70% of millennials live paycheck to paycheck

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We’re getting used to upheaval and disruption at this point, but the revelations about the extent of paycheck-to-paycheck life in the United States are impossible to ignore, and the people most affected by this issue are the millennials and bridge millennials who are often high earners. .

For New Reality Check: The Paycheck-To-Paycheck Report – Generational Divide Edition, a PYMNTS and LendingClub collaboration, part of a series exploring this issue, we surveyed 3,070 US consumers and analyzed additional economic data, finding trends alarming.

Of those who manage between verifications, we found that the highest number of consumers meeting this definition were millennials and older millennials.

However, they are not the only ones to extend their salaries to face higher costs in 2022.

“An in-depth analysis of the generational demographics of consumers currently living paycheck to paycheck indicates that millennials are the most likely to fall into this category, but the largest increase in consumers living paycheck to ‘paycheck to paycheck is about baby boomers and seniors’, with 54% of baby boomers and seniors living paycheck to paycheck according to Generational Divide data, according to the study.

Income is a key determinant of who falls into the paycheck category, although high income is not necessarily a protection against this type of business model. For example, we found that 42% of all consumers earning over $100,000 report living between checks.

Savings save the day

Having a savings cushion is one way for consumers of all demographics to keep the wolves at bay. And there’s kind of a silver lining here for millennials, who on average save more than other demographics.

“Gen Z consumers who live paycheck to paycheck and struggle to pay their monthly bills report the lowest average savings at just $1,158,” according to the report. “Millennials who live paycheck to paycheck with problems paying their monthly bills report the highest savings, with an average of $3,731. Savings amounts decline and then level off as consumers age.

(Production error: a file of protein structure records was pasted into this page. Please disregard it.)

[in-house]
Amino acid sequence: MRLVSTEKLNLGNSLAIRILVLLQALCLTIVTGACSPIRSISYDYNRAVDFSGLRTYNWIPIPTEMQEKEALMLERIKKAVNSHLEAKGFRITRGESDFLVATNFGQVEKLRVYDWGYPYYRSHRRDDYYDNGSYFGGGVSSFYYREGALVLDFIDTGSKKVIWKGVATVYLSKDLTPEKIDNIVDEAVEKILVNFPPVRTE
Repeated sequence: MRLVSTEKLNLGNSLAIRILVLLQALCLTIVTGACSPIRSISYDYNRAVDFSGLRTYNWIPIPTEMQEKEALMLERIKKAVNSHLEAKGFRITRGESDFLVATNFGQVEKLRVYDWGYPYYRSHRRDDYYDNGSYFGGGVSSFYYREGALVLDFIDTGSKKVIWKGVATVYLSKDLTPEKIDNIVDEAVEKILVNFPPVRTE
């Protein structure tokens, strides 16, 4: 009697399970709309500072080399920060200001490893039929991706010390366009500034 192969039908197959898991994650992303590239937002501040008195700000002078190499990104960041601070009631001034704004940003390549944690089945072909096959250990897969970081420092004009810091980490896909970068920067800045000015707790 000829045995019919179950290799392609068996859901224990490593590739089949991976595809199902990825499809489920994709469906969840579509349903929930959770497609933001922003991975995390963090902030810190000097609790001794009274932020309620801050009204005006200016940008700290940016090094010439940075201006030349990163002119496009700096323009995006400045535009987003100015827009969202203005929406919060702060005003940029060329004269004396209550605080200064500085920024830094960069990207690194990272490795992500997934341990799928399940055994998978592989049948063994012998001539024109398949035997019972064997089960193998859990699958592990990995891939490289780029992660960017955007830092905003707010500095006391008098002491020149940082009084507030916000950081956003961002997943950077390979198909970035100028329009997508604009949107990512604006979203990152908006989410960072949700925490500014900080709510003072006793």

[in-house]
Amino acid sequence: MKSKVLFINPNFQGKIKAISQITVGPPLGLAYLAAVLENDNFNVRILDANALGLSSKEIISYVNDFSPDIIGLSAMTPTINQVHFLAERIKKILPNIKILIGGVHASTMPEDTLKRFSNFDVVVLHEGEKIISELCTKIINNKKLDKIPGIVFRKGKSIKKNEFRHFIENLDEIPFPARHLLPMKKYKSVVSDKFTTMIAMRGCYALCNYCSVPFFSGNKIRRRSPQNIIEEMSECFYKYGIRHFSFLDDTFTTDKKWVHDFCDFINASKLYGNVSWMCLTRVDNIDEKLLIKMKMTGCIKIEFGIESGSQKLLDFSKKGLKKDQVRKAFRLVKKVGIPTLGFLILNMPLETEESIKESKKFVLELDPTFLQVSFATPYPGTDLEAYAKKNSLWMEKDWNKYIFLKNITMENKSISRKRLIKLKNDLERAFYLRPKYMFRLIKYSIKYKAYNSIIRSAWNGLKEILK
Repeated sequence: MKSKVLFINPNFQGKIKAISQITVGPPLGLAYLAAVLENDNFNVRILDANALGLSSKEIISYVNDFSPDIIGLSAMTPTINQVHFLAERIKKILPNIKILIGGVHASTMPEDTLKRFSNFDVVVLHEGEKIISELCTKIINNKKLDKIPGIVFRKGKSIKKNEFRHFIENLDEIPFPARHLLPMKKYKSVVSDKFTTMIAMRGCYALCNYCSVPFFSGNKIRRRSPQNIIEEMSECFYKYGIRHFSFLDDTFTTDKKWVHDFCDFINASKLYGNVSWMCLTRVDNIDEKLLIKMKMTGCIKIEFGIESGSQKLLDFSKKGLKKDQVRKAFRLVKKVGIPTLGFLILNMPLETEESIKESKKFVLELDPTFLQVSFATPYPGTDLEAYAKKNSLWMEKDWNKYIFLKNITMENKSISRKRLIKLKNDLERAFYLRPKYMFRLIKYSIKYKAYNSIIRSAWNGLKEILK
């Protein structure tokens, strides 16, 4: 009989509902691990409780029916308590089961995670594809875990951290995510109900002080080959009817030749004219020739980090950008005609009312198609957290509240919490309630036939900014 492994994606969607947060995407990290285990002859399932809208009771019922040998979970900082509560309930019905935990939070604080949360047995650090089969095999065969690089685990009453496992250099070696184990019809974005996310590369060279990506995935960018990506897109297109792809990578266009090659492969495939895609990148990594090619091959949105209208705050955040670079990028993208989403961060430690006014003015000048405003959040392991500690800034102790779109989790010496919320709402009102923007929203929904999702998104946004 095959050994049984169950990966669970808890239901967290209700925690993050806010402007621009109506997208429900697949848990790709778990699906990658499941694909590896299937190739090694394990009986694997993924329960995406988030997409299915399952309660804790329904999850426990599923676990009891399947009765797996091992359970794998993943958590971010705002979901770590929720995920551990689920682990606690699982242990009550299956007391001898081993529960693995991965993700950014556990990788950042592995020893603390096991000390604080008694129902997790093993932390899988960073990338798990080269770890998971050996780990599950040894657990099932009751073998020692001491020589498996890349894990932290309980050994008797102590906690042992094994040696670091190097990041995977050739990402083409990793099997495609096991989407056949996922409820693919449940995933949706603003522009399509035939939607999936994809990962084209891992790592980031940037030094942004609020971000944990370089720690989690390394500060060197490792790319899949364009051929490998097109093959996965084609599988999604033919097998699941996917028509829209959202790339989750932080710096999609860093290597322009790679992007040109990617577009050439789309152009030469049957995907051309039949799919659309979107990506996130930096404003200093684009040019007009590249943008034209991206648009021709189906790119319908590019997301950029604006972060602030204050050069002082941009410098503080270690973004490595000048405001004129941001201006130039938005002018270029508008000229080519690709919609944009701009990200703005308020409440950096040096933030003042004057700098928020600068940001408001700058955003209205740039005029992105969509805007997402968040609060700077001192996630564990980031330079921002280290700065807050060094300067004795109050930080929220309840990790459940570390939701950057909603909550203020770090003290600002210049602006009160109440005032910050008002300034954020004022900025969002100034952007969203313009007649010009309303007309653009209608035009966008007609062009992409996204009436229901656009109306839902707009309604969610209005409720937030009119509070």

This “aging” group includes Millennials in Bridge, as well as Gen Xers, baby boomers and seniors who live paycheck to paycheck and struggle to pay their bills. These cohorts report having $2,765, $1,236, and $1,277 in savings, respectively.

Demonstrating the power of compound annual interest, among other financial factors, our research found that savings balances for those who don’t live from paycheck to paycheck grow from generation to generation. Baby boomers and seniors have the highest average savings among those who live paycheck to paycheck and have no trouble paying their bills ($7,961) — and among those who don’t. live no paycheck to paycheck ($22,866).

The $400 emergency measure

A measure that has emerged in recent years as useful in determining financial health is a person’s ability to have savings or credit to cover an emergency expense of $400. This number can cover a multitude of scenarios ranging from a car repair to an unexpected visit to the dentist.

In New Reality Check: The Paycheck-To-Paycheck Report – Generational Divide Edition, we found that 59% of Gen Z consumers living paycheck to paycheck to paycheck and struggling with bills are the least likely not being able to pay an emergency expense of $400.

This is followed by 51% of Gen X consumers who live paycheck to paycheck and struggle to pay their bills, while 46% of Millennials and 44% of Millennials say the same .

Get the study: New Reality Check: The Paycheck-to-Paycheck Report, Generational Divide Edition

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On: Shoppers who have store cards use them for 87% of all eligible purchases – but that doesn’t mean retailers should start buy now, pay later (BNPL) options at checkout. The Truth About BNPL and Store Cards, a collaboration between PYMNTS and PayPal, surveys 2,161 consumers to find out why providing both BNPL and Store Cards is key to helping merchants maximize conversion.

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